What Are Some Hypoallergenic Dogs & Cats?

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There's no such thing as a truly hypoallergenic dog or cat. However, certain breeds might be less likely to trigger an allergic response in sensitive people. Before acquiring a pet, check with an allergist to ascertain exactly what substances set you off. If dogs and cats cause relatively mild symptoms, it's possible your doctor can prescribe medication to help you cope with your new friend.

Curly Dogs

  • Certain breeds of dogs produce less dander. Hair length isn't really a factor, but hair texture makes a difference. Many of the breeds on the American Kennel Club's list of potentially hypoallergenic dogs boast curly, dense coats. This includes the poodle -- available in toy, miniature and standard sizes, the Irish water spaniel, the Bedlington terrier, the Portuguese water dog, the Kerry blue terrier and the bichon frise.

Hairless Dogs

  • If dog hair makes you sneeze, perhaps a hairless canine is your best bet. The sweet little Chinese crested comes in two varieties: with and without hair. The version with hair, called the powder puff, also is touted as hypoallergenic. The Xoloitzcuintli, often referred to as the Mexican hairless, comes in miniature and standard sizes.

Other Dog Breeds

  • The AKC also lists a few breeds with other hair types that allergic people might be able to tolerate. The tiny Maltese has soft, silky hair, but it can be high maintenance when kept in a longer coat. The soft-coated wheaten terrier is named for its wavy hair. The wire-haired schnauzer also makes the list. If this breed doesn't trigger your allergies, you can choose from the miniature, standard or giant version.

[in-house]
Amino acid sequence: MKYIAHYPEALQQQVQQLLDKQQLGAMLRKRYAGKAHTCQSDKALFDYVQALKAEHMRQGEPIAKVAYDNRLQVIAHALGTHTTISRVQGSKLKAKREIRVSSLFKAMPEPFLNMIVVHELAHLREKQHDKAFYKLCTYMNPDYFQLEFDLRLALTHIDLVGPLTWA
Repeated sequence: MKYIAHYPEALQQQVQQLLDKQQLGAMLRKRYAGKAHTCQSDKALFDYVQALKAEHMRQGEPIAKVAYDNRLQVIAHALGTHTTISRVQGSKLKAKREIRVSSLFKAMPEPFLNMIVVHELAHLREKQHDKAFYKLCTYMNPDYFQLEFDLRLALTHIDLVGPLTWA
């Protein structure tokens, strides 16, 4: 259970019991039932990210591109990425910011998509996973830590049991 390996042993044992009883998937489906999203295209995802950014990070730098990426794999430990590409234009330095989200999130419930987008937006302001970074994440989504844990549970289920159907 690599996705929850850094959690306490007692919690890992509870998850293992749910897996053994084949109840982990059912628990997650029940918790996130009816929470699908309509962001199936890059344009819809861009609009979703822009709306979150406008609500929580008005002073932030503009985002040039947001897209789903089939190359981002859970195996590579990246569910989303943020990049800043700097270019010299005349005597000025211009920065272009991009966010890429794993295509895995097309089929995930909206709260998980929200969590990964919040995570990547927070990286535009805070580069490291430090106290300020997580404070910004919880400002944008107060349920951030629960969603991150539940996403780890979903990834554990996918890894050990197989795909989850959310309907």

Cats

  • It's not the dander that causes reactions in feline allergy sufferers, but a protein in the cat's saliva, skin and urine. Since cats are such consummate self-groomers, there's a lot of kitty saliva on the average feline. Theoretically, an unkempt cat might not trigger allergies, but that cat probably has other issues. Males tend to produce more of these proteins in their saliva than females, while darker cats also have higher levels. If you don't want to go the purebred cat route, see if you can tolerate a light-colored female. Warning: Kittens secrete less of the protein than adult cats, so you could react as the cat grows up. For best results, select a mature feline.

Feline Breeds

  • Two cousins of the Siamese -- the Balinese and the Javanese -- score high on the list of those less likely to trigger allergies. The former has less of the protein causing the reaction in the saliva, while the latter has no undercoat. The sphynx cat lacks hair, but does require regular bathing. The Siberian, also known as the Taiga, hails from one of the world's coldest places. His hair is extremely dense, which might contribute to his allergy-free reputation. The Cornish rex and Devon rex, with curly or short coats, are other possible candidates for the allergy-prone cat lover.

Considerations

  • Spend time with a member of your chosen breed to ensure it doesn't cause a reaction. Once your dog or cat becomes a member of the household, keep it out of your bedroom. Purchase a high-quality vacuum cleaner recommended for pet hair and use it daily in areas your pet frequents. You also might want to install an electronic air cleaner designed to filter pet dander. Bathe your dog or cat regularly -- or have a groomer do it.

References

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